Most of the fiber in hemp seeds is found in its hull, also known as its shell. People generally make the mistake of using hemp seeds without the shell, by grinding it. However, the fiber is contained in the shell of the seed and is great for digestive health. The fiber of hemp seeds has been used by people for centuries, from consumption to making fabric. Hemp seed fabric is one of the strongest materials there is, and people from ancient times have been using it to make canvases and items of clothing.

Vitamins and Minerals

If you thought that was it, think again. Hemp seeds also contain a wide variety of vitamins and minerals. They are rich in the following minerals: magnesium, phosphorus, vitamin E, and potassium. Along with all this, they are also a good source of zinc, iron, and some B vitamins, including riboflavin, niacin, vitamin B-6, thiamine, and folate.

Hemp Seed Oil

Composition

Approximately 49% of the weight of the hemp seed is an edible oil that contains:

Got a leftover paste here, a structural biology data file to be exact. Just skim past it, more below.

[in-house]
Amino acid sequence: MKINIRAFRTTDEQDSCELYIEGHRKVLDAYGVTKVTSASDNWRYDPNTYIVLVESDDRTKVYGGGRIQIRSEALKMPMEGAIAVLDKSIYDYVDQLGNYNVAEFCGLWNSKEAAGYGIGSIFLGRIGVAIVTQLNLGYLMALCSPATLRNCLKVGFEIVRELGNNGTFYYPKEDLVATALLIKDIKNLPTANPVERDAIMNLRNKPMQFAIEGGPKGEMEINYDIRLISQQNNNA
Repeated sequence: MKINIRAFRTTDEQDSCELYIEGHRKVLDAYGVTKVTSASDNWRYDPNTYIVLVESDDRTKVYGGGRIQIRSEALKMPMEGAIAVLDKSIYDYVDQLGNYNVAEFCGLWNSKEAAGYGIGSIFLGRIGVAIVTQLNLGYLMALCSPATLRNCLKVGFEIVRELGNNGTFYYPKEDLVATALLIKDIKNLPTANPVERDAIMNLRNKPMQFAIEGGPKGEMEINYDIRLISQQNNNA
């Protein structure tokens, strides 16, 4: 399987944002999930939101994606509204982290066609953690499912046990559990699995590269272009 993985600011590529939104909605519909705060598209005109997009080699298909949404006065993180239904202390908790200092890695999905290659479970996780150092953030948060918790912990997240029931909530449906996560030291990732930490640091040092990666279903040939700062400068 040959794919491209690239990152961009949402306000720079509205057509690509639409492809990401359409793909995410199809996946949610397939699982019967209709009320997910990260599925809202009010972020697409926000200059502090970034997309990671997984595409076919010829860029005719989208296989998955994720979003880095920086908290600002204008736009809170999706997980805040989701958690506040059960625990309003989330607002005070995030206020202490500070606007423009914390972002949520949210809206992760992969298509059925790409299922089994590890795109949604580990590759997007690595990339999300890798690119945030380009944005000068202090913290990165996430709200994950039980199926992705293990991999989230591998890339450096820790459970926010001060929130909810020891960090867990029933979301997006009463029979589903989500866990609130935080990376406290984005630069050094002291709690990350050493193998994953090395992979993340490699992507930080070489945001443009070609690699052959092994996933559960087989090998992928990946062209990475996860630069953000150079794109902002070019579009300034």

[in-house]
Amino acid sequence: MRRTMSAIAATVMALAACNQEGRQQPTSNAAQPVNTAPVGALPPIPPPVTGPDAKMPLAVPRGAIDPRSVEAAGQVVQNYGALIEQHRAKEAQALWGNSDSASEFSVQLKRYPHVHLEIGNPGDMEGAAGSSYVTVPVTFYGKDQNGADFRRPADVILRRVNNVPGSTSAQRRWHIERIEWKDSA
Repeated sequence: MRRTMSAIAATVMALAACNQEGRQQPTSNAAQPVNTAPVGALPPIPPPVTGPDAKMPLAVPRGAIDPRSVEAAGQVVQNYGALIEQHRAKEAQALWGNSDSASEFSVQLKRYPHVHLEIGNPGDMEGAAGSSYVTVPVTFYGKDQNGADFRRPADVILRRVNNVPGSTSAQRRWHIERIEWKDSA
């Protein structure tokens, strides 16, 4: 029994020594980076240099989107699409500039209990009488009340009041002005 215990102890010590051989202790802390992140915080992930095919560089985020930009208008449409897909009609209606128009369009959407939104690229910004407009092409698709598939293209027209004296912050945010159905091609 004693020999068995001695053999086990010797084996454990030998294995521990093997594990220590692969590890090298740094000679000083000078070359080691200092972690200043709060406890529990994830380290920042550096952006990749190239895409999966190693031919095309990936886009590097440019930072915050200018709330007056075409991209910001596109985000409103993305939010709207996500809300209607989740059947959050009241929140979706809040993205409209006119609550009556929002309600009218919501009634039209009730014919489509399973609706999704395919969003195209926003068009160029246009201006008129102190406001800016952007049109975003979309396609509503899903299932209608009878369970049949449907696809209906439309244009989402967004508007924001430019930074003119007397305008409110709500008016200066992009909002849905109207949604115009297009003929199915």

• 76% essential fatty acids, i.e., omega-6 fatty acids, including linoleic acid (LA, 54%) and gamma-linolenic acid (GLA, 3%), and omega-3alpha-linolenic acid (ALA, 17%).
  • Monounsaturated fat (5% to 11%) and stearidonic acid (2%).
  • 5% to 7% saturated fat.

Like other oils, hemp seed oil provides 9 kcal/g. Compared with other kinds of culinary oils, it is low in saturated fatty acids. Hemp oil can be extracted from a hemp plant seed or from a strain of the plant.

Appearance

Hemp seed oil has a dark to light green color and possesses a nutty, grassy flavor. The flavor of hemp seed oil gets grassier as the color gets darker. Refined hemp seed oil, however, is colorless and clear, and has very little flavor.